It can be truly frustrating to be driven away from the doorstep of the court, but it is more embarrassing not to be aware of the established limitations statutorily placed on the right of access to court. They constitute part of the compulsory checklist of any aspiring litigant, before approaching the court for any judicial remedy. In the first piece of these series, we examined the limitation of causes of action as it relates to contract and tort. We shall proceed to examine other subject matters.
Land is one of the most durable assets that one can ever aspire to possess, given that it is permanent in nature and it is an enduring investment. Though the value may vary from time to time, but it is not subject to permanent waste and it can thus be passed on from one generation to another. That is why it is often termed ‘Real Property’, which cannot be destroyed. The most notable danger to this precious asset however is trespass, most oftentimes by the same vendor that assigned the land in the first place. Many people struggle to save money to be able to acquire just one plot of land and upon acquisition, they start the next process of savings to be able to build it, so we have the ugly scenario whereby many plots of land remain vacant and unoccupied, leaving room for criminal trespass by land speculators, squatters and thugs alike. In law, there is a possibility that you may lose your land due to your own negligence or carelessness.
Under and by virtue of section 16 of the Limitation Law of Lagos State:
“16 – Subject to the provisions of subsection (2) and (3) of this section, no action will be brought by a State authority to recover any land after the expiration of twenty (20) years from the date on which the right of action accrued to the State authority, or if it first accrued to some person through whom the State authority claims, to that person,
(2) – The following provisions will apply to an action by a person to recover land – (a) subject to paragraph (b) of this subsection, no such action will be brought after the expiration of twelve (12) years from the date on which the right of action accrued to the person brining it or, if it first accrued to some person through whom there are claims, to that person,
(b) If the right of action first accrued to a State authority, the action may be brought at any time before the expiration of the period during which the action could have been brought by the State authority, or of twelve (12) years from the date on which the right of action accrued to some person other than the State authority, whichever period first expires,
(3) For the purposes of this Law, a right of action to recover any land which accrued to the Republic or to the Lagos State before the commencement of this Law will be deemed to have been exercisable by an appropriate State authority on the date on which it first accrued to the Republic or to Lagos State, as the case may be.”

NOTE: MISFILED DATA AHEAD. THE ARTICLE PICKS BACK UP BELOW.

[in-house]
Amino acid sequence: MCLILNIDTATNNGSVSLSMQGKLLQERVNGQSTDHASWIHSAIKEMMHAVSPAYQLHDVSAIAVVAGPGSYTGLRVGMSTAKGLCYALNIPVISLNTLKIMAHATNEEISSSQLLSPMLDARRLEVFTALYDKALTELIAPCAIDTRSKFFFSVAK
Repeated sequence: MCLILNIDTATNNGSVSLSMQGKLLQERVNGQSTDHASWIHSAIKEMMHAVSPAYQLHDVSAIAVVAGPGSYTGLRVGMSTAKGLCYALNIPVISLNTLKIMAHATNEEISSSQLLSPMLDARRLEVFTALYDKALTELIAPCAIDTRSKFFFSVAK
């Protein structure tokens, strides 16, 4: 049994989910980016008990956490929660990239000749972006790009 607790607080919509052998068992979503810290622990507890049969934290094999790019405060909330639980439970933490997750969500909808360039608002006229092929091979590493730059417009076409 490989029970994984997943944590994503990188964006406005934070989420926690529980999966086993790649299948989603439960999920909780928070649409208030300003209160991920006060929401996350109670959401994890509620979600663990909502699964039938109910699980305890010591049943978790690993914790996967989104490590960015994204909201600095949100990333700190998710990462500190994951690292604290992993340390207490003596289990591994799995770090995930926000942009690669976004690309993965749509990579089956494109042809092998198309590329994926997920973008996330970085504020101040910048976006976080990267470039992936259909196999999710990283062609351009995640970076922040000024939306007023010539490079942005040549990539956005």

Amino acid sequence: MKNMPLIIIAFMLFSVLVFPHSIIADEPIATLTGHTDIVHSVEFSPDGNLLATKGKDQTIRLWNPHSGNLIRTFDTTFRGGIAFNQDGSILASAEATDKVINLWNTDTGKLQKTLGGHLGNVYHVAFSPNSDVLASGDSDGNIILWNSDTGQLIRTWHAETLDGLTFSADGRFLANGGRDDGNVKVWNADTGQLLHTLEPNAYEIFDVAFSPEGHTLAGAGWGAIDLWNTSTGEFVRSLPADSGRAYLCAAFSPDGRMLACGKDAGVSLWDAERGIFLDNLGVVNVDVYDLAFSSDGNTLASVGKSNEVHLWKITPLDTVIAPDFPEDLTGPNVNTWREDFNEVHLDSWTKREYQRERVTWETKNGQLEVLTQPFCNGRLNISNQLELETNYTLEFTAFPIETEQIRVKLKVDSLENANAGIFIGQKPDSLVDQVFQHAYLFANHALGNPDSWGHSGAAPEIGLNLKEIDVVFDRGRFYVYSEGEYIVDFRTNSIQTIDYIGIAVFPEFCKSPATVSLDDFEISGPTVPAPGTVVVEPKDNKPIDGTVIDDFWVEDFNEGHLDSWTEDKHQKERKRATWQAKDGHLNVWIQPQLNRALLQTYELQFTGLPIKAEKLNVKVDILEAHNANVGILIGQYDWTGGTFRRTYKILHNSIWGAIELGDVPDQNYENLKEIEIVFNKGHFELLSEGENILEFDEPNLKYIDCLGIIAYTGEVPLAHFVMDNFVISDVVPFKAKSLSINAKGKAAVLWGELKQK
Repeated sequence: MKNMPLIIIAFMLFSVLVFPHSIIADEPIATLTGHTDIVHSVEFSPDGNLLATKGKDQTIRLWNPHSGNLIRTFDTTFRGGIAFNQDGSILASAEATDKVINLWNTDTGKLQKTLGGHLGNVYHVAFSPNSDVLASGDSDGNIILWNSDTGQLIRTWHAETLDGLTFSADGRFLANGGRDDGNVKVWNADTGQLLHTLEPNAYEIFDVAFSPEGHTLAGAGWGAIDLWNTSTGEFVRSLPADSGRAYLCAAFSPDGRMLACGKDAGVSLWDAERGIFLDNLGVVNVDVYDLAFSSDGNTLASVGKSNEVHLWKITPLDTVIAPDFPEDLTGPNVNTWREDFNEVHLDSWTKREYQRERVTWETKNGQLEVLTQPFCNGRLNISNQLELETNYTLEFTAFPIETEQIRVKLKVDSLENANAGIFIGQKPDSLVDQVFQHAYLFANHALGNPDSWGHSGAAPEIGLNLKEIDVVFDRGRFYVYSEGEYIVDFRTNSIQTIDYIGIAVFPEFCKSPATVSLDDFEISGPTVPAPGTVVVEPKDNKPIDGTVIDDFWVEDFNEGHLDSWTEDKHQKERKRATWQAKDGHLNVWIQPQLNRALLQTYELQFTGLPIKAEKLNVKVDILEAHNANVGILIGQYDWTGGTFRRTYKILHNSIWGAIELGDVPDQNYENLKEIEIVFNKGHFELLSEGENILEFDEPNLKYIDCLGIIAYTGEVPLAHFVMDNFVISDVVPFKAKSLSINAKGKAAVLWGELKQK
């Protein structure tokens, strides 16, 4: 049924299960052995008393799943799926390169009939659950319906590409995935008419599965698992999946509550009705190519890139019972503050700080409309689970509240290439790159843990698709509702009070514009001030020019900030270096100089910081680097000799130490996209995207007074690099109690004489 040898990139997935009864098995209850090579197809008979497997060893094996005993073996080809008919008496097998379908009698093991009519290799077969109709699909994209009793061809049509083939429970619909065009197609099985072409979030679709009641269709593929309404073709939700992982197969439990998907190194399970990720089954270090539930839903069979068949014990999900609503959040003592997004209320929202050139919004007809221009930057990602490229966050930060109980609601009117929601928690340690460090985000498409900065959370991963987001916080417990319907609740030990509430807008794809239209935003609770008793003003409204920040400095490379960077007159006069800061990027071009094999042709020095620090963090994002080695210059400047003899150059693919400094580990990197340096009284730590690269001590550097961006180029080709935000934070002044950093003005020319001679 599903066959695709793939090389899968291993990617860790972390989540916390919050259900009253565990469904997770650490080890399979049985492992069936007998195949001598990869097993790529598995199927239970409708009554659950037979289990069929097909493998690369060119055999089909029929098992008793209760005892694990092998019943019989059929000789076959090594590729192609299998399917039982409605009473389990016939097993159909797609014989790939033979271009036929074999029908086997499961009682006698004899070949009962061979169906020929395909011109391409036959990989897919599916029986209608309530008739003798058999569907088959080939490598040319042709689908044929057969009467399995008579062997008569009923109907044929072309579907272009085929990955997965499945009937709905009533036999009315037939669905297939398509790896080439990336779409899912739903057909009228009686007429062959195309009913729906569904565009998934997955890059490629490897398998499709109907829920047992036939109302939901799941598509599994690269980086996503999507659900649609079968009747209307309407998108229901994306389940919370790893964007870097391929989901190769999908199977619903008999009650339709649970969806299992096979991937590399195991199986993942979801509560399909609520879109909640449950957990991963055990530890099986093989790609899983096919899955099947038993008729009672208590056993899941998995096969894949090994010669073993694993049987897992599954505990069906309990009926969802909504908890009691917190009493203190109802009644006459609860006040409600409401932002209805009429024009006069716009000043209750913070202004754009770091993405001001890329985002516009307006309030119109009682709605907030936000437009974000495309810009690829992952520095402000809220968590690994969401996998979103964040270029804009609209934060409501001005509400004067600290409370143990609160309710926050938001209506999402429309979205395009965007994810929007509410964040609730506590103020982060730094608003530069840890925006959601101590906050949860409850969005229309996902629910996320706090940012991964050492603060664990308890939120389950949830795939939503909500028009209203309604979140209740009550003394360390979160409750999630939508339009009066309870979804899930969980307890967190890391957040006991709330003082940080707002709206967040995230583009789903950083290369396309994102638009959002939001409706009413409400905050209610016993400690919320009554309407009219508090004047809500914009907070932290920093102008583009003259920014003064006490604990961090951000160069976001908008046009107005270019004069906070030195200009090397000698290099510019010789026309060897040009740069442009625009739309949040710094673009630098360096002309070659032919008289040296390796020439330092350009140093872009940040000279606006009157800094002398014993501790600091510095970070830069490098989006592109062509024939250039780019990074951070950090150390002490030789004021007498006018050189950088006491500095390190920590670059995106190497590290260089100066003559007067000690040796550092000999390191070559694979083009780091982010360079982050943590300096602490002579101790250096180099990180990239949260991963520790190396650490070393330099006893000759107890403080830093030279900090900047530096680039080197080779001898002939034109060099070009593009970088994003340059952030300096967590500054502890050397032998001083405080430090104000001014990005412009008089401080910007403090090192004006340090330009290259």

From the above provisions, anyone who desires to claim any interest in land can only do so through the court within twelve years of the accrual of the cause of action. Ordinarily, the period of limitation begins to run from the date the cause of action arose, so long as the claimant is under no legal disability which may postpone the application of the statutory limitation. The best mode of calculating the actual period of the accrual of the cause of action is to probe into when the wrong was committed, as for instance when the trespasser entered upon the land, when the land was sold or when construction started on the land. This of course does not affect claims for a declaration of title to land which is based purely on customary law, which in most cases is predicated on traditional history spanning many decades, often referred to as ‘time immemorial’.
What this simply means is that you cannot acquire land and go to sleep. Where it is impossible for one reason or the other to develop the land immediately, you have to work out convenient strategies of monitoring the land, the most common of which is to engage local security men to occupy a make-shift structure on the land. In such a case, be sure to issue out an official receipt of the temporary occupancy, even if the occupier is not actually paying. In addition to this, you may also consider developing friendly relations with a trusted member of the family that sold the land, or partner with a security man in the neighbourhood, constantly loading his phone with credit so he is encouraged to call you very often, to give situation reports constantly. Alternatively, you may engage a local farmer, if the land is located in some undeveloped area, or give it out to religious organizations for their programmes, provided you are careful to document the transaction.